GICHD Selects Esri to Power Next Version of Information Management System for Mine Action
ArcGIS Speeds the Removal of Explosive Remnants of War
August 18, 2016
announced that the Geneva International Centre for Humanitarian Demining (GICHD)
has selected the ArcGIS platform
to power the next generation of its software to manage and reduce the risk posed by Explosive Remnants of War (ERW). The next version of GICHD's Information Management System for Mine Action (IMSMA)
, called IMSMA Core, will incorporate the latest Esri capabilities and tools to enhance global mine removal efforts.
IMSMA Core is deeply integrated with ArcGIS and is a cornerstone of GICHD's mine removal support. It provides national authorities, international organizations, and the civil society with the information they need to improve the speed, thoroughness, and efficiency of their work. This includes demining, assistance to victims, and mine risk education.
"We've been using Esri's GIS products for many years, as it is a proven technology ideally suited to tackle the geographic nature of the threat of mines and ERW," says Olivier Cottray, GICHD head of information management. "Our collaboration with Esri helps us find new ways of using geographic information to create a safer world."
The GICHD started developing IMSMA in the late 1990s with the goal of providing the mine action community with a comprehensive information management system.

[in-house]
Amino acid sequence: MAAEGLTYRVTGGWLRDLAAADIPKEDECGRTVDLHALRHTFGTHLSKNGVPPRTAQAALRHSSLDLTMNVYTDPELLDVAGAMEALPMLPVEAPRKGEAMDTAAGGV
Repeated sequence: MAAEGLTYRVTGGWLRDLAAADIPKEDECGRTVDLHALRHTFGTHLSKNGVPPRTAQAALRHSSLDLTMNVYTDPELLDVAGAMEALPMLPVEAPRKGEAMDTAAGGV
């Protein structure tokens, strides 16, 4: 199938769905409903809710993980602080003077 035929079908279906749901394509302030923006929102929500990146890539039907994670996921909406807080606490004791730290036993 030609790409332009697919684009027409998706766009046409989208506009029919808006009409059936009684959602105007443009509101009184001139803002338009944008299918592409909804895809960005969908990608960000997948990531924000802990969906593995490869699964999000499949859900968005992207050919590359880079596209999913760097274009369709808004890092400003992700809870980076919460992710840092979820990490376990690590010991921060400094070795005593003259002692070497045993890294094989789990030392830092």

IMSMA has since grown to become a key solution for the sector, from individual operators in the field to national mine action centers and authorities that plan and coordinate activities in more than 40 mine-affected countries and territories.
Esri will support GICHD's migration of the existing IMSMA capabilities into the ArcGIS platform to provide a secure environment to organize and share information throughout national mine action programs. ArcGIS will also provide long-term stability for IMSMA Core, including the ability to take advantage of the many GIS innovations emerging from the Esri platform and without the need for development or maintenance of custom software. In addition, Esri is making its software available to the mine action sector at a highly discounted rate.
To learn more about how Esri technology is helping nonprofit organizations around the world, visit: go.esri.com/pr-GICHD.
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Karen Richardson, Esri
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